Enthusiasms

Containing whatever I enthuse over

Dead Memories

Posted by clissold345 on August 15, 2007

When Marcel recalls his childhood in Combray he pictures a minimum setting necessary for the action that takes place – as a setting might be indicated in an old play. For example, when he recalls undressing he pictures part of a passageway, a glazed door, etc., at a particular hour (seven o’clock in the evening). Combray of course had a full physical existence: a collection of houses and people that existed continuously for days or weeks or years. Marcel can recall this existence intellectually but it preserves nothing of the past, it is a dead memory. In contrast, his memory of undressing does preserve something of the past and therefore lives.

The passage I’m discussing above is from Swann’s Way:

C’est ainsi que, pendant longtemps, quand, réveillé la nuit, je me ressouvenais de Combray, je n’en revis jamais que cette sorte de pan lumineux, découpé au milieu d’indistinctes ténèbres, pareil à ceux que l’embrasement d’un feu de bengale ou quelque projection électrique éclairent et sectionnent dans un édifice dont les autres parties restent plongées dans la nuit: à la base assez large, le petit salon, la salle à manger, l’amorce de l’allée obscure par où arriverait M. Swann, l’auteur inconscient de mes tristesses, le vestibule où je m’acheminais vers la première marche de l’escalier, si cruel à monter, qui constituait à lui seul le tronc fort étroit de cette pyramide irrégulière; et, au faîte, ma chambre à coucher avec le petit couloir à porte vitrée pour l’entrée de maman; en un mot, toujours vu à la même heure, isolé de tout ce qu’il pouvait y avoir autour, se détachant seul sur l’obscurité, le décor strictement nécessaire (comme celui qu’on voit indiqué en tête des vieilles pièces pour les représentations en province), au drame de mon déshabillage; comme si Combray n’avait consisté qu’en deux étages reliés par un mince escalier, et comme s’il n’y avait jamais été que sept heures du soir. A vrai dire, j’aurais pu répondre à qui m’eût interrogé que Combray comprenait encore autre chose et existait à d’autres heures. Mais comme ce que je m’en serais rappelé m’eût été fourni seulement par la mémoire volontaire, la mémoire de l’intelligence, et comme les renseignements qu’elle donne sur le passé ne conservent rien de lui, je n’aurais jamais eu envie de songer à ce reste de Combray. Tout cela était en réalité mort pour moi. (Page 74 of volume 1 of the Gallimard edition, Paris, 1946-47.)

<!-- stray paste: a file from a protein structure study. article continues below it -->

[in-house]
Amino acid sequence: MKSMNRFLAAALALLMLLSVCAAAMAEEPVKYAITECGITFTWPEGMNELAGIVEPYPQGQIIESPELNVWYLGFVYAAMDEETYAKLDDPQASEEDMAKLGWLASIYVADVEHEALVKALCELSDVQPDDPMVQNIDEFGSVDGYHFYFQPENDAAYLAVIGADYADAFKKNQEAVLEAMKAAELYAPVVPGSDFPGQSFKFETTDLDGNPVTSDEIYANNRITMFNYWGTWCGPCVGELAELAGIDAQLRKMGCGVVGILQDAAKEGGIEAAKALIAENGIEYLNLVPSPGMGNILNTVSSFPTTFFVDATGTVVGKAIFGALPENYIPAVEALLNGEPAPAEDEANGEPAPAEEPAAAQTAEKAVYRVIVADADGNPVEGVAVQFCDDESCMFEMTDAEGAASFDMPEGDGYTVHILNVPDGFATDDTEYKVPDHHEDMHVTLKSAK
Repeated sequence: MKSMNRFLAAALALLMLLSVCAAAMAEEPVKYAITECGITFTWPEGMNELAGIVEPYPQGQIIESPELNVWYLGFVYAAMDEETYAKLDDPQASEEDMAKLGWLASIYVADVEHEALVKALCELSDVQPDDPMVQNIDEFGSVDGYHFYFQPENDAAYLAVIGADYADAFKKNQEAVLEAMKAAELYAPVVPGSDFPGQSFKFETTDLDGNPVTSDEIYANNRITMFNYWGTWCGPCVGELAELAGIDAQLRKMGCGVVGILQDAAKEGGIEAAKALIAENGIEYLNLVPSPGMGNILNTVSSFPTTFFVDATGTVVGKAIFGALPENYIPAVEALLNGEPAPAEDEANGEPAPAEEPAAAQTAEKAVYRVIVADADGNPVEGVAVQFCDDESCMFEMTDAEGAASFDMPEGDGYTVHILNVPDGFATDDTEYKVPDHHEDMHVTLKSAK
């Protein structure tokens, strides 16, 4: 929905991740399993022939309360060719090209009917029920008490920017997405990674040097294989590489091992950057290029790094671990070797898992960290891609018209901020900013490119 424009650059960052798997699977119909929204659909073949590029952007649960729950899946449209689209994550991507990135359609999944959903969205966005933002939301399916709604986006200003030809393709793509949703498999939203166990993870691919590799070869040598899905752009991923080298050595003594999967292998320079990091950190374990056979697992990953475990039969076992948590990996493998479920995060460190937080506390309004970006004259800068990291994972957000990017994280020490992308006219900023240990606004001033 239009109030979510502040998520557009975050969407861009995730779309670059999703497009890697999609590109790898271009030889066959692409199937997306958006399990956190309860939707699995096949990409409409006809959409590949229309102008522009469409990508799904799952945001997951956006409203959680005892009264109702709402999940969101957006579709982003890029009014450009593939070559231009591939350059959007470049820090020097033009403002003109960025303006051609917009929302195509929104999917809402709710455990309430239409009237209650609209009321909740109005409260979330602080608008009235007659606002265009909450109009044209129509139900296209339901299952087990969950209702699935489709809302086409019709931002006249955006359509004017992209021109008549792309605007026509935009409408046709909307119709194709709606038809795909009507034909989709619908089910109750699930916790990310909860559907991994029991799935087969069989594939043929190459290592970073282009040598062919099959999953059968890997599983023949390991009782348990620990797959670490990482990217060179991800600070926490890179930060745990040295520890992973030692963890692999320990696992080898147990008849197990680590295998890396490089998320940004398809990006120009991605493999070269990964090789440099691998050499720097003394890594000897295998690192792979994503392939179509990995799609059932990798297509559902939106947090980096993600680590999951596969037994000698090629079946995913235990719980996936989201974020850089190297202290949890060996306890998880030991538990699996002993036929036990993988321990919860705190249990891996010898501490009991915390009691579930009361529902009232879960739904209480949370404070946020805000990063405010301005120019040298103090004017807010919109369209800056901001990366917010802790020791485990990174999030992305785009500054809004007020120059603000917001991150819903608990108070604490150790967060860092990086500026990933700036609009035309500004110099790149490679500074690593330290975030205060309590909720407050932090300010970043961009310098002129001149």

Moncrieff translates as follows:

And so it was that, for a long time afterwards, when I lay awake at night and revived old memories of Combray, I saw no more of it than this sort of luminous panel, sharply defined against a vague and shadowy background, like the panels which a Bengal fire or some electric sign will illuminate and dissect from the front of a building the other parts of which remain plunged in darkness: broad enough at its base, the little parlour, the dining-room, the alluring shadows of the path along which would come M. Swann, the unconscious author of my sufferings, the hall through which I would journey to the first step of that staircase, so hard to climb, which constituted, all by itself, the tapering ‘elevation’ of an irregular pyramid; and, at the summit, my bedroom, with the little passage through whose glazed door Mamma would enter; in a word, seen always at the same evening hour, isolated from all its possible surroundings, detached and solitary against its shadowy background, the bare minimum of scenery necessary (like the setting one sees printed at the head of an old play, for its performance in the provinces) to the drama of my undressing, as though all Combray had consisted of but two floors joined by a slender staircase, and as though there had been no time there but seven o’clock at night. I must own that I could have assured any questioner that Combray did include other scenes and did exist at other hours than these. But since the facts which I should then have recalled would have been prompted only by an exercise of the will, by my intellectual memory, and since the pictures which that kind of memory shews us of the past preserve nothing of the past itself, I should never have had any wish to ponder over this residue of Combray. To me it was in reality all dead.

Advertisements

Leave a Reply

Fill in your details below or click an icon to log in:

WordPress.com Logo

You are commenting using your WordPress.com account. Log Out / Change )

Twitter picture

You are commenting using your Twitter account. Log Out / Change )

Facebook photo

You are commenting using your Facebook account. Log Out / Change )

Google+ photo

You are commenting using your Google+ account. Log Out / Change )

Connecting to %s

 
%d bloggers like this: